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SAGA Newsletter: New regulations for your agency

I had different plans for this week’s newsletter, but two decisions by U.S. government agencies came out in the past few days and they will have an impact on agencies.

So I’m going to talk about that instead.

First, the Federal Trade Commission voted to prohibit employee non-compete agreements in most circumstances — including those you may have with previous employees.

Second, the Department of Labor issued a new rule with updated minimum salary levels for employees to be exempt from overtime pay.

Both of these decisions are being challenged, but unless blocked or delayed they will take effect in the next few months and have a real impact on many PR and marketing agencies.

I’ll talk more about these items a bit later in the newsletter, but for now let’s take a look at Jen’s roundup of resources from the week.

— Chip Griffin, SAGA Founder

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Weekly Roundup

Below are some articles, blog posts, podcasts, and videos that we came across during the past week or so that provide useful perspective and information for PR and marketing agency owners. While we don’t necessarily endorse all of the views expressed in these links, we think they are worth your time.

— Jen Griffin, SAGA Community Manager

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AI in Focus

New regulations for your agency

The Federal Trade Commission (FTC) and Department of Labor (DOL) both published new rules this week that will impact the relationship between many agencies and their employees.

Standard non-compete agreements — a staple of many agencies’ new hire process — will no longer be permitted, according to an FTC decision. The ban also applies to contractors/freelancers and even partners in the agency in many cases.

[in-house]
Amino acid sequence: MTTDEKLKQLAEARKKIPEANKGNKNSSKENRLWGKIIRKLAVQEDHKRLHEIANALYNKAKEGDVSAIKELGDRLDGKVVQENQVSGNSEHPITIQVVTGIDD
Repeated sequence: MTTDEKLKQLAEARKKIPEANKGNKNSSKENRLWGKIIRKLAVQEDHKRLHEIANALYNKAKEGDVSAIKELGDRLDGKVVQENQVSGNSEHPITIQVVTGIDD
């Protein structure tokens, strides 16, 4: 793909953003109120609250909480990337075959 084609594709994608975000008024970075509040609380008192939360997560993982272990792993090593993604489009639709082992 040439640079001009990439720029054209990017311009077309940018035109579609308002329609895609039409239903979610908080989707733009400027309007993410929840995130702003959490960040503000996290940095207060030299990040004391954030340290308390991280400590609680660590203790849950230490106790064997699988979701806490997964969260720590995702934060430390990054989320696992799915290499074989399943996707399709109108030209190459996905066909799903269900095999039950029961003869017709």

If you have a non-compete agreement with a past employee, it would likely be automatically invalidated by this rule.

Meanwhile, the DOL put out revised regulations that would substantially increase the minimum salary for employees to be considered exempt from overtime pay from the current $33,568 to $58,656 on January 1 (with an intermediate jump to $43,888 on July 1).

Although these rules are both facing challenges, it makes sense for most agencies to prepare for them to take effect so that there isn’t a last-minute scramble to comply if they hold up.

I wrote about both the non-compete ban and overtime rules in more detailed articles this week, and I encourage you to check them out for more information.

But from a broader perspective, these new rules represent part of a larger trend — not just at the federal government level — to reset the relationship between employers and employees.

This trend is unlikely to abate even if these rules ultimately get altered or scrapped by the courts or Congress.

Many states have been working to adopt their own regulations to give employees more rights and higher pay. Regardless of the outcome of the FTC and DOL rules, this will continue — and in fact may even pick up steam if there is successful intervention.

As agencies focus on hiring the best employees no matter where they live as part of the remote/hybrid models that have become the new normal, it becomes increasingly important to understand all of the rules that may apply.

If I have a remote worker in California, for example, chances are I need to abide by their employment laws. 

Every agency should be working with experienced HR and/or legal professionals to ensure that they are in compliance with all of the applicable rules — not just these new ones.

Before you hire a remote employee, make sure that you understand the implications not just on your employment relationships but also on other aspects of your business (like business registrations and tax filing requirements).

These new regulations aren’t automatically bad things (I have advised against non-compete agreements for many years, for example) but they shouldn’t simply be ignored.

I will continue to use this space to keep owners updated on further developments with these rules, but in the meantime check out the resources that I have shared and talk with your own professional advisers about what you need to do to get ready.

Webinar: What to do when employees leave you for another agency or a client

Few of us enjoy hearing from an employee that they have taken another job, but when they depart for another agency or a client it can quickly move from disappointment to fear and frustration.

Employees job-hop now more than ever, so just about every agency is going to deal with this issue from time to time.

In this webinar, Chip Griffin will explore how you can prepare yourself for the inevitable in advance.

This webinar will be on Tuesday May 7 from 1-2 PM ET, and you can register here.

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